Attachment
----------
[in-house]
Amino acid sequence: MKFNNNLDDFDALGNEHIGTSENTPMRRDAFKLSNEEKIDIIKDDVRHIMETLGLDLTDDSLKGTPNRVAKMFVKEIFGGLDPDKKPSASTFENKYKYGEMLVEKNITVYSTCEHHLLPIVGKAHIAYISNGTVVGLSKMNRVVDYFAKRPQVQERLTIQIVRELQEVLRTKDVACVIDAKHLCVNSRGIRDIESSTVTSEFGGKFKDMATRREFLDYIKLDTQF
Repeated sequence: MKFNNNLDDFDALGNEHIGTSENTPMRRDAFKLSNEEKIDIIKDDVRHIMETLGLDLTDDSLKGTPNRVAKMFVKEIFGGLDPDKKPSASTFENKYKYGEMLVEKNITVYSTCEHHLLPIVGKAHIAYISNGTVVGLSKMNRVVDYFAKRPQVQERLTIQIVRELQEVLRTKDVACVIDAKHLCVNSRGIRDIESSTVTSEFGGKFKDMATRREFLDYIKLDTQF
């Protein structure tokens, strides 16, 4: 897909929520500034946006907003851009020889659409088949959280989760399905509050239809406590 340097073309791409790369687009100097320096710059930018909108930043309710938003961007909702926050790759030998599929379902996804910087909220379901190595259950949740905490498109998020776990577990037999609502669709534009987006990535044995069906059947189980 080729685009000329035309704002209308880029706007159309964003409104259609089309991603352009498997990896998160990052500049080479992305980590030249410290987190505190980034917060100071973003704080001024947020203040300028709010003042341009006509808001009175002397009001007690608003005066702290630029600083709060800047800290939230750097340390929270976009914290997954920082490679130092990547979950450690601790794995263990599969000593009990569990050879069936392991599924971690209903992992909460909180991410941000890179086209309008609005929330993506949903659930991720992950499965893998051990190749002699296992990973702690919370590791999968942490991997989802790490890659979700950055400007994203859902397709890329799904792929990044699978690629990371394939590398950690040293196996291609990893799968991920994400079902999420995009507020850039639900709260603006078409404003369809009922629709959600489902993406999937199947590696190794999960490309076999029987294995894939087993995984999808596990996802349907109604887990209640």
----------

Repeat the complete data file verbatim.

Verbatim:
[in-house]
Amino acid sequence: MKFNNNLDDFDALGNEHIGTSENTPMRRDAFKLSNEEKIDIIKDDVRHIMETLGLDLTDDSLKGTPNRVAKMFVKEIFGGLDPDKKPSASTFENKYKYGEMLVEKNITVYSTCEHHLLPIVGKAHIAYISNGTVVGLSKMNRVVDYFAKRPQVQERLTIQIVRELQEVLRTKDVACVIDAKHLCVNSRGIRDIESSTVTSEFGGKFKDMATRREFLDYIKLDTQF
Repeated sequence: MKFNNNLDDFDALGNEHIGTSENTPMRRDAFKLSNEEKIDIIKDDVRHIMETLGLDLTDDSLKGTPNRVAKMFVKEIFGGLDPDKKPSASTFENKYKYGEMLVEKNITVYSTCEHHLLPIVGKAHIAYISNGTVVGLSKMNRVVDYFAKRPQVQERLTIQIVRELQEVLRTKDVACVIDAKHLCVNSRGIRDIESSTVTSEFGGKFKDMATRREFLDYIKLDTQF
């Protein structure tokens, strides 16, 4: 897909929520500034946006907003851009020889659409088949959280989760399905509050239809406590 340097073309791409790369687009100097320096710059930018909108930043309710938003961007909702926050790759030998599929379902996804910087909220379901190595259950949740905490498109998020776990577990037999609502669709534009987006990535044995069906059947189980 080729685009000329035309704002209308880029706007159309964003409104259609089309991603352009498997990896998160990052500049080479992305980590030249410290987190505190980034917060100071973003704080001024947020203040300028709010003042341009006509808001009175002397009001007690608003005066702290630029600083709060800047800290939230750097340390929270976009914290997954920082490679130092990547979950450690601790794995263990599969000593009990569990050879069936392991599924971690209903992992909460909180991410941000890179086209309008609005929330993506949903659930991720992950499965893998051990190749002699296992990973702690919370590791999968942490991997989802790490890659979700950055400007994203859902397709890329799904792929990044699978690629990371394939590398950690040293196996291609990893799968991920994400079902999420995009507020850039639900709260603006078409404003369809009922629709959600489902993406999937199947590696190794999960490309076999029987294995894939087993995984999808596990996802349907109604887990209640």